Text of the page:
She thought of her mother. All the hours she had worked to give her only child a ticket out of the 'hood. Mostly, she thought of the moments with her when she had just sat and plaited her hair, humming tunes of her own childhood, her hands caressing her every moment. Her hands were callused from work, but her touch was so gentle that it reminded Tanya of the underside of a cat's belly — like the one that would meow at her window until she opened it and let the cat sneak into her bed. She could still feel the softness as she rubbed her face along its exposed undercarriage. Her heart pounded, and she could swear she heard its purr silencing the sounds of chaos out on the streets.
She thought of her room in her old neighborhood and was surprised to realize that she could only remember it as a refuge now. They had always been safe in her room. Even now, she could smell the cotton of the well-worn quilts that her mama's mama had sewn by hand from cast-off pieces of fabric down in Georgia. She had once thought of her room as a prison, but it had only ever protected her from the carnage outside the window.
She heard the thunder grumble in the distance — a beautiful and exciting sound. It sounded clearer than it ever had. Sharp. Insistent. She had always loved storms. She would miss the electric air that held the promise of roiling clouds, wild lightning streaks, and rain — rain that would wash away all the heat and bestiality of the day. She smelled it. Water and green leaves and clean earth and clear skies. It was like the smell of basil and grass and lavender as one. She thought of the dogs that barked and drove the neighbors nuts but also nuzzled her hand as she walked home and sat expectantly, tails wagging, waiting for her to scratch and hug their guileless little bodies. Mostly, she thought about all the little things she had taken for granted. She hoped she had lived her life in a way that would have pleased her mama's God.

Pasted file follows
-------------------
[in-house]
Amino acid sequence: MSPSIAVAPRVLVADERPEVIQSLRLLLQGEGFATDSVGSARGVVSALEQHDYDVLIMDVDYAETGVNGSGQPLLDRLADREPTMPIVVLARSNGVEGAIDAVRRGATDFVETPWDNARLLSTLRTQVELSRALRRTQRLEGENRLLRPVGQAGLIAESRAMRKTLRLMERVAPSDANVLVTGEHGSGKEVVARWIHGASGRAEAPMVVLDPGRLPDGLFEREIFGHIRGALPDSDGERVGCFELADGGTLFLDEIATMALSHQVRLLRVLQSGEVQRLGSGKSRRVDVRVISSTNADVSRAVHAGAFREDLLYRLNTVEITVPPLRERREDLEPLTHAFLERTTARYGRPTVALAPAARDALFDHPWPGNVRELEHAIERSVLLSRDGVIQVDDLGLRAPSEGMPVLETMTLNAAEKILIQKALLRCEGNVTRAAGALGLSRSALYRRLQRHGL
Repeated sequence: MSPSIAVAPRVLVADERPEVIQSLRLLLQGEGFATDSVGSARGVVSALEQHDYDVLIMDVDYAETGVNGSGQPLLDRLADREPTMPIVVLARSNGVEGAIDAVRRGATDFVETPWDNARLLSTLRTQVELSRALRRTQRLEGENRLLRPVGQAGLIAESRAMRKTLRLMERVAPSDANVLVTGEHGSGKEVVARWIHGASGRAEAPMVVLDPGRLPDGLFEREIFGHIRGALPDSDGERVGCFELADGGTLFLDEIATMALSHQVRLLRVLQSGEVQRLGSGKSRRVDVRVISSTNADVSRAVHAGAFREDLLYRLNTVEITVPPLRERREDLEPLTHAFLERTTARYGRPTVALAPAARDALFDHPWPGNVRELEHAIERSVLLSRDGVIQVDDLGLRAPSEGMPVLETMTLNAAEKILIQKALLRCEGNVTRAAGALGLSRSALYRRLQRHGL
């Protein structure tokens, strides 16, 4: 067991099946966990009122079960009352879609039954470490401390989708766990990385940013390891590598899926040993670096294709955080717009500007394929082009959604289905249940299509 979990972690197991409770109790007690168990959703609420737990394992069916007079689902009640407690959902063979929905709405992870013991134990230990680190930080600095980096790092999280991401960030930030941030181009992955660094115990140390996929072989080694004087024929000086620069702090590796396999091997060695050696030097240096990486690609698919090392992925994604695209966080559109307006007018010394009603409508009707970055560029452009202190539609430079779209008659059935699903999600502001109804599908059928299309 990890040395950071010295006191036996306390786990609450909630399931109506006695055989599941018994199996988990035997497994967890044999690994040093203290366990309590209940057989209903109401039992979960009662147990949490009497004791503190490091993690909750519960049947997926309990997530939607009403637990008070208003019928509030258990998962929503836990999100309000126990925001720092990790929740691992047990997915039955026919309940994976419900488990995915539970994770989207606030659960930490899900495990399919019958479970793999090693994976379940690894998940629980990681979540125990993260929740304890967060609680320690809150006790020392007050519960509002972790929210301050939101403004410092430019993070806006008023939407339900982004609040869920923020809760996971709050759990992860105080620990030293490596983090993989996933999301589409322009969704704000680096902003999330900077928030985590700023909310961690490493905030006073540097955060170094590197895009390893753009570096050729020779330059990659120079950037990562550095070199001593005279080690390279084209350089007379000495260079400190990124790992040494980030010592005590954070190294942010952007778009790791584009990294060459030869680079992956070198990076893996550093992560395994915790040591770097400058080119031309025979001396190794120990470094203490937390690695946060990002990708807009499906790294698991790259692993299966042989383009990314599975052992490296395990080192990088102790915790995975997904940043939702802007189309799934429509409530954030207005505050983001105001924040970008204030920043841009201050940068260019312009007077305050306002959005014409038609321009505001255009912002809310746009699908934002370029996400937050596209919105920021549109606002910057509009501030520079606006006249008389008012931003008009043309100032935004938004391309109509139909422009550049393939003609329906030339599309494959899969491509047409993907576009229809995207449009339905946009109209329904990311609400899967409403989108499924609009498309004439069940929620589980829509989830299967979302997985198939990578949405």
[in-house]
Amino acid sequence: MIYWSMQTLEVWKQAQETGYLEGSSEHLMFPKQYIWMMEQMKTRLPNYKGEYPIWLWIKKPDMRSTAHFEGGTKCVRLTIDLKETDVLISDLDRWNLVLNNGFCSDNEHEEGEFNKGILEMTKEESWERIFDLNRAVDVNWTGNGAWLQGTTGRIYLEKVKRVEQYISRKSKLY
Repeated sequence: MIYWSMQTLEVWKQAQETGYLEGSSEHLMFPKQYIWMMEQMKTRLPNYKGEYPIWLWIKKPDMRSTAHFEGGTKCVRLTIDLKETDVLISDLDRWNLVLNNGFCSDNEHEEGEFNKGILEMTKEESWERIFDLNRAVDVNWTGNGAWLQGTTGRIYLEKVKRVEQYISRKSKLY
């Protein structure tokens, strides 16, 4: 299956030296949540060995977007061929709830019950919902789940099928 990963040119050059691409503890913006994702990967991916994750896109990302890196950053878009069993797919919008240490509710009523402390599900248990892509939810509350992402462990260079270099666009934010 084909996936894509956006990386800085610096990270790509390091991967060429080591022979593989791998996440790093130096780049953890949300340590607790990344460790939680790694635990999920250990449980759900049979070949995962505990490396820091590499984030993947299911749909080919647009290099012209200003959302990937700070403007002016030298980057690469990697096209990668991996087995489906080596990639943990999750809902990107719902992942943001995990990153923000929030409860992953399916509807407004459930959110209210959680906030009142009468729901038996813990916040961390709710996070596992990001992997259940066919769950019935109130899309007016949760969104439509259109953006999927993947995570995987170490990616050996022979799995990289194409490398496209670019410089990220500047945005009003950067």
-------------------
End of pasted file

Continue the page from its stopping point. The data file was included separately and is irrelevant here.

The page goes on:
There had been a few transgressions lately. She had allowed herself to be uppity. Maybe that was why God had left her. She begged His forgiveness now. She asked that He comfort her mama. She would need it. She was her only child; it might be too much for her to bear. She had already suffered so many losses in her life.
Last, Tanya thought of her baby. A life barely imagined who would never see the beauty of the world.
She thought all these things in that brief moment. In some ways, she knew it was the most beautiful moment she would ever have.
She screamed, but the gunshot slammed through her temple and cut the sound cold.
* * *
He let her drop and neatly posed her hand next to her temple. He removed a hankie from his pocket and wiped the blood from his face, then methodically folded the cloth and slipped it into his pocket. He knew how to start early so there was no trace of his presence.
He took a quick look around, but there was no evidence that they had been there. Nothing was out of place. It felt oddly wrong. He retrieved a pair of folding scissors and a snack bag from his other pocket. Precisely and with a skill that could only come with habit, he snipped off a large tuft of her hair, carefully avoiding the scalp. It was the only clue he would leave, and he knew the police investigation would hinge on it. He smiled. His favorite targets were randomized to make the real ones, the ones for which he was paid, appear similar.(Continues…)
Excerpted from "Entangled Moon"
Copyright © 2018 Frey.
Excerpted by permission of She Writes Press.
All rights reserved. No part of this excerpt may be reproduced or reprinted without permission in writing from the publisher.